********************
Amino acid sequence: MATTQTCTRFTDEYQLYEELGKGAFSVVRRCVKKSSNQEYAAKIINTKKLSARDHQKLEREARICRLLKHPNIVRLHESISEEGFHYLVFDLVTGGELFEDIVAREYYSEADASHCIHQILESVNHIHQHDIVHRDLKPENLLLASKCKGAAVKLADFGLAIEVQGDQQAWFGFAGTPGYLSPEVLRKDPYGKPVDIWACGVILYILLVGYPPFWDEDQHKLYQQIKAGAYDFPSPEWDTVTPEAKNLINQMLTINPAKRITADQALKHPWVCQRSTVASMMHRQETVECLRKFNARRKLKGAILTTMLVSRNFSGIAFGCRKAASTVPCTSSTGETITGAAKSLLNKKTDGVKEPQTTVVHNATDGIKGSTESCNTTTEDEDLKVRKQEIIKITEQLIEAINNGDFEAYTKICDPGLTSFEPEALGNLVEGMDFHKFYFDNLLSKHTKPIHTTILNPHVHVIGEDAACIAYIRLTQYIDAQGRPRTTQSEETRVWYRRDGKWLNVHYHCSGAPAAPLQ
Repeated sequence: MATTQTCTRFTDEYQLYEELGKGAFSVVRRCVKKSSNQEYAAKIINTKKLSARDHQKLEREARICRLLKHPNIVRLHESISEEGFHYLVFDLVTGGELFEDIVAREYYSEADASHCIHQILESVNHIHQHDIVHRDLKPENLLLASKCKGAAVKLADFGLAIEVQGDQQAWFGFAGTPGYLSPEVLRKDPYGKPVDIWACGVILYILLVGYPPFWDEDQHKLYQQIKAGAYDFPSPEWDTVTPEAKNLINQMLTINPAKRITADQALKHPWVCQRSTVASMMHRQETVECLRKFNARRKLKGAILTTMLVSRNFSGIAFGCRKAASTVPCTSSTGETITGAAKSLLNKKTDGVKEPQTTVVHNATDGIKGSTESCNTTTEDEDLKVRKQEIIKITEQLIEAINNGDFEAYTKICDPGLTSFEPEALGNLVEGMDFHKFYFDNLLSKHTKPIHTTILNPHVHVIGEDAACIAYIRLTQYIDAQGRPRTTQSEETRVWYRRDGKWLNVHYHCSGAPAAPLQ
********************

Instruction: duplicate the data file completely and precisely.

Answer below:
Amino acid sequence: MATTQTCTRFTDEYQLYEELGKGAFSVVRRCVKKSSNQEYAAKIINTKKLSARDHQKLEREARICRLLKHPNIVRLHESISEEGFHYLVFDLVTGGELFEDIVAREYYSEADASHCIHQILESVNHIHQHDIVHRDLKPENLLLASKCKGAAVKLADFGLAIEVQGDQQAWFGFAGTPGYLSPEVLRKDPYGKPVDIWACGVILYILLVGYPPFWDEDQHKLYQQIKAGAYDFPSPEWDTVTPEAKNLINQMLTINPAKRITADQALKHPWVCQRSTVASMMHRQETVECLRKFNARRKLKGAILTTMLVSRNFSGIAFGCRKAASTVPCTSSTGETITGAAKSLLNKKTDGVKEPQTTVVHNATDGIKGSTESCNTTTEDEDLKVRKQEIIKITEQLIEAINNGDFEAYTKICDPGLTSFEPEALGNLVEGMDFHKFYFDNLLSKHTKPIHTTILNPHVHVIGEDAACIAYIRLTQYIDAQGRPRTTQSEETRVWYRRDGKWLNVHYHCSGAPAAPLQ
Repeated sequence: MATTQTCTRFTDEYQLYEELGKGAFSVVRRCVKKSSNQEYAAKIINTKKLSARDHQKLEREARICRLLKHPNIVRLHESISEEGFHYLVFDLVTGGELFEDIVAREYYSEADASHCIHQILESVNHIHQHDIVHRDLKPENLLLASKCKGAAVKLADFGLAIEVQGDQQAWFGFAGTPGYLSPEVLRKDPYGKPVDIWACGVILYILLVGYPPFWDEDQHKLYQQIKAGAYDFPSPEWDTVTPEAKNLINQMLTINPAKRITADQALKHPWVCQRSTVASMMHRQETVECLRKFNARRKLKGAILTTMLVSRNFSGIAFGCRKAASTVPCTSSTGETITGAAKSLLNKKTDGVKEPQTTVVHNATDGIKGSTESCNTTTEDEDLKVRKQEIIKITEQLIEAINNGDFEAYTKICDPGLTSFEPEALGNLVEGMDFHKFYFDNLLSKHTKPIHTTILNPHVHVIGEDAACIAYIRLTQYIDAQGRPRTTQSEETRVWYRRDGKWLNVHYHCSGAPAAPLQ